Different card games have different ways to deal with cards that are too strong.
In some card games, old cards are taken out of play by rotating the set.
Most card games have some kind of list of things that you can’t do.
But Yu-Gi-Oh! try doing something different.
Errata is sometimes used to fix broken cards.
This is where the real text of the card is changed so that its effect is less broken and the card can be used again.
Whether you like it or not, this is how some of the most powerful cards in Yu-Gi-Oh’s past have been weakened.
This list goes over some of the most nerfed cards of all time.
12. Crush Card Virus
Which, in the TCG, was known as one of the hardest and most expensive cards to get for yourself because it was first released as a Shonen Jump prize card and was only available as a gold rare from the limited release (original) Gold Series until just before it was banned.
Even though the impact of the card and how hard it was to get one both affected the price. Its effect made it so that many decks couldn’t play monsters that, even to this day, it’s easier to list what decks it wouldn’t affect.
The card was so good that anyone who was lucky enough to have one would play cards (usually Sangan and/or D.D. Crow) just so they could use it against their opponent.
As a result, the card was eventually banned and stayed on the list for years until it got an erratum that changed the 3 turn duration to the opponent getting to destroy up to 3 monsters from their deck with an ATK of 1500 or more and making the opponent immune to damage until the end of the next turn after it was used.
11. Exchange of the Spirit
A card that was already banned in the TCG before it was allowed to be played there.
Even though it gave you a turn (if you count going into your draw phase as a turn), it was still very bad because you could easily win by milling your deck to decide whether or not to search for the card you wanted, ending your turn, activating the trap, and milling your opponent’s entire deck to the graveyard, which forced your opponent to draw.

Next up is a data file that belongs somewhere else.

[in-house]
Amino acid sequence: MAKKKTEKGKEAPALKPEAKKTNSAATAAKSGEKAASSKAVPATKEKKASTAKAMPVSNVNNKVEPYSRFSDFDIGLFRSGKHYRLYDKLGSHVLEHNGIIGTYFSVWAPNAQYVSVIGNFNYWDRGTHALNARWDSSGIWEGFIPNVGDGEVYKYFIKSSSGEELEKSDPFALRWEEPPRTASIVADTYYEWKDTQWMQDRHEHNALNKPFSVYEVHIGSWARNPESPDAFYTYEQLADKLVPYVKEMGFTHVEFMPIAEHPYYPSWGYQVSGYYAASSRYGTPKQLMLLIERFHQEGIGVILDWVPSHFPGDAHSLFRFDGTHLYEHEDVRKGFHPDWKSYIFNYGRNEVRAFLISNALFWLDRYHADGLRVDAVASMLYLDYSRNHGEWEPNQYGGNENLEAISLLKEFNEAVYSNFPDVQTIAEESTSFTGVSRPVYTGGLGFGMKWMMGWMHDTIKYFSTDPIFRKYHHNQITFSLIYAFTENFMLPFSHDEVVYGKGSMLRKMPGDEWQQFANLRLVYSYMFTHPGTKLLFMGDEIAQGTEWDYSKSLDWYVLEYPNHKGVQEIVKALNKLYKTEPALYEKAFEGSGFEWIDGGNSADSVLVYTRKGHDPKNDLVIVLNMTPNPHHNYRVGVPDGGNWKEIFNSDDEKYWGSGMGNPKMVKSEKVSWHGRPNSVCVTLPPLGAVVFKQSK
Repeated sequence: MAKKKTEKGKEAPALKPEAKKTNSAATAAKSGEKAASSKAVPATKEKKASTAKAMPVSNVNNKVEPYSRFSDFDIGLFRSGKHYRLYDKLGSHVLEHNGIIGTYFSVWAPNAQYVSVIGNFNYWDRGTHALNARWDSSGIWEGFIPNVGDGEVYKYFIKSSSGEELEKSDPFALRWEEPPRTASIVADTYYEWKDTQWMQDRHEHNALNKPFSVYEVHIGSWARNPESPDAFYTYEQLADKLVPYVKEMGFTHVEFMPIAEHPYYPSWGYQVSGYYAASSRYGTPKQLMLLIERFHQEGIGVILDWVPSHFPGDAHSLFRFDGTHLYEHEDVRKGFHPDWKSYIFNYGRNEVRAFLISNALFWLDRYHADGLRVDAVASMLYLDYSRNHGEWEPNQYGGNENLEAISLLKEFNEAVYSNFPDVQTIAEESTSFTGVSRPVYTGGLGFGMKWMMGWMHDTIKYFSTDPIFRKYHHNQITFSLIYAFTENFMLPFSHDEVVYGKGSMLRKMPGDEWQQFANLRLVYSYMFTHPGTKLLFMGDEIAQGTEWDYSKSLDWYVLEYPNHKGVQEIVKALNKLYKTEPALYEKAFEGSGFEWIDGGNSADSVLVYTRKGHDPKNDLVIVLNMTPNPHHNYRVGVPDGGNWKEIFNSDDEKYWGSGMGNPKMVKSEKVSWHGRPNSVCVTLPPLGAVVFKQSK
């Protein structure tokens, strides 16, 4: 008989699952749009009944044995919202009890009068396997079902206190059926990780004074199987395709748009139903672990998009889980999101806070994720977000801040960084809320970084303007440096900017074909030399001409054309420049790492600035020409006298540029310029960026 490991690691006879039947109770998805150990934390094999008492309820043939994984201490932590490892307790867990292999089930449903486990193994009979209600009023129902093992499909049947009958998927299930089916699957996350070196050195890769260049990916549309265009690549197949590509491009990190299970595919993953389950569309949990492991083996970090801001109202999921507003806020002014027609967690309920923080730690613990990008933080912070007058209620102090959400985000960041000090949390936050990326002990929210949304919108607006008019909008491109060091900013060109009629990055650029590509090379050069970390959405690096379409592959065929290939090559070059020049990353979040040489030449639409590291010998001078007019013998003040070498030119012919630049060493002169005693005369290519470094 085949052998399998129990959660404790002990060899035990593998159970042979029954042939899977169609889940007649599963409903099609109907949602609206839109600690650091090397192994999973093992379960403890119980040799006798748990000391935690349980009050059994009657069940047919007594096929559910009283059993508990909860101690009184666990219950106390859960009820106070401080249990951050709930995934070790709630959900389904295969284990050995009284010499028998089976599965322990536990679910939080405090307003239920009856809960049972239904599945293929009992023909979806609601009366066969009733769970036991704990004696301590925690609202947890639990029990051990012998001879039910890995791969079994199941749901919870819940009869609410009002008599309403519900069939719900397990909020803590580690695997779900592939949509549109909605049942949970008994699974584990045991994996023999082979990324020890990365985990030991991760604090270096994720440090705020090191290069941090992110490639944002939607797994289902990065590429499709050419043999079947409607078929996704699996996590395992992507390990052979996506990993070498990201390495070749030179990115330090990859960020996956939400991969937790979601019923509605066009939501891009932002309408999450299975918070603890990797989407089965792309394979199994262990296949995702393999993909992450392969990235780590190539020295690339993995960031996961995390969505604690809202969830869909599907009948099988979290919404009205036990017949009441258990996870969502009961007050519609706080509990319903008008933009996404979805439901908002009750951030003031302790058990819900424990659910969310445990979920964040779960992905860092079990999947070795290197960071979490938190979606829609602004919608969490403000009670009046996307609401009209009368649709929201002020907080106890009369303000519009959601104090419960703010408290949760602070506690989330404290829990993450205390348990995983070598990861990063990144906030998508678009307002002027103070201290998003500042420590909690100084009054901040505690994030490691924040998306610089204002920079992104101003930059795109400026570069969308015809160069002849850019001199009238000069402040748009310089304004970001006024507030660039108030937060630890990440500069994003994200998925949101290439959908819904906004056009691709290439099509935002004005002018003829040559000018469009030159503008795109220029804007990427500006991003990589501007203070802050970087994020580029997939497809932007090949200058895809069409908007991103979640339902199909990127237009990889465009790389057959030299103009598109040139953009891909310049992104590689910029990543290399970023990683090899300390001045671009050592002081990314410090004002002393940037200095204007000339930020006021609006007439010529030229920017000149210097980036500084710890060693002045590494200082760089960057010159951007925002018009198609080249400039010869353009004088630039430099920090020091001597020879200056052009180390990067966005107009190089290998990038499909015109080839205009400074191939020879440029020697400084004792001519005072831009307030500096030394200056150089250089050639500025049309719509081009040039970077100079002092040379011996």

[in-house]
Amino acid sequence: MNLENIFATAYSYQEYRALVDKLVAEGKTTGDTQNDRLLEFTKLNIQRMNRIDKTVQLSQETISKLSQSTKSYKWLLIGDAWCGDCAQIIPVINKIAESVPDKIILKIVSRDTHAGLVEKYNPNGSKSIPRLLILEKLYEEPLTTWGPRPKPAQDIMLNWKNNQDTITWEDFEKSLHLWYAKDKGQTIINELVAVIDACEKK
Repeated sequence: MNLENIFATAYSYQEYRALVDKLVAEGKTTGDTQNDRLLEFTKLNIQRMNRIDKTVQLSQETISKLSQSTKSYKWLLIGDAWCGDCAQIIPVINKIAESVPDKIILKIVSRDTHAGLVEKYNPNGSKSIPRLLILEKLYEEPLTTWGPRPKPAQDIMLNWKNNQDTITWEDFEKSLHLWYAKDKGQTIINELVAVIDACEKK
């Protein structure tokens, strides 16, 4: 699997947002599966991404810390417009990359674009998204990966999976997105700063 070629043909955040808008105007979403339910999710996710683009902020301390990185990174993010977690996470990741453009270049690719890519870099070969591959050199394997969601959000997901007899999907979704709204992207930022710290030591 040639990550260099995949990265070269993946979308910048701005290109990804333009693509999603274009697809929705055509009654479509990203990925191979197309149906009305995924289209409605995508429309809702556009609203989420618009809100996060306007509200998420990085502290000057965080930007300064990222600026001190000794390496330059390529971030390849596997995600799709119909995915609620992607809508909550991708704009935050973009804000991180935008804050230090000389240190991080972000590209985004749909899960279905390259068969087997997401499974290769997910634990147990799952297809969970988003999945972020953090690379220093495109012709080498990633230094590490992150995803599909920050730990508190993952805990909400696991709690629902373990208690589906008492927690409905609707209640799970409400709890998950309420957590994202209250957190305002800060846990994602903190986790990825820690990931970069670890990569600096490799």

The only reason it wasn’t banned was because of an erratum that said both players had to have 15 cards in their Graveyards before Exchange of the Spirit could be used and that it could only be used once per Duel.
This turned Exchange of the Spirit from a powerful OTK/FTK card into a mostly useless gimmick (you can still OTK with Exchange of the Spirit, but it requires milling the opponent’s entire Extra Deck, which is very hard to do).
10. Firewall Dragon
But Firewall Dragon’s effect was so strong that it could end the game, so it was barely mentioned in the anime to make room for other cards.
The original effect of Firewall Dragon was that you could send any monster from your hand to the graveyard as a special summon if any monster this card points to was sent to the graveyard.
Sending monsters from the field to the graveyard is part of link summoning, so it’s easy to see why this card quickly became a strong combo piece in any link-summon deck.
With the new changes, you can now only use this ability to special summon Cyberse monsters.
Because of this, Firewall Dragon is just as good for Cyberse decks as it is for other decks, and pretty much useless for others.
I think this hit was fair, and I’m just happy to see Firewall Dragon back in the game.
9. Catapult Turtle
If you used to play old-school Yu-Gi-Oh, this card will give you chills.
You’d use Magical Scientist to special summon a lot of fusion monsters from your extra deck.
Then, you’d use Catapult Turtle to deal a lot of damage by sacrificing them all at once.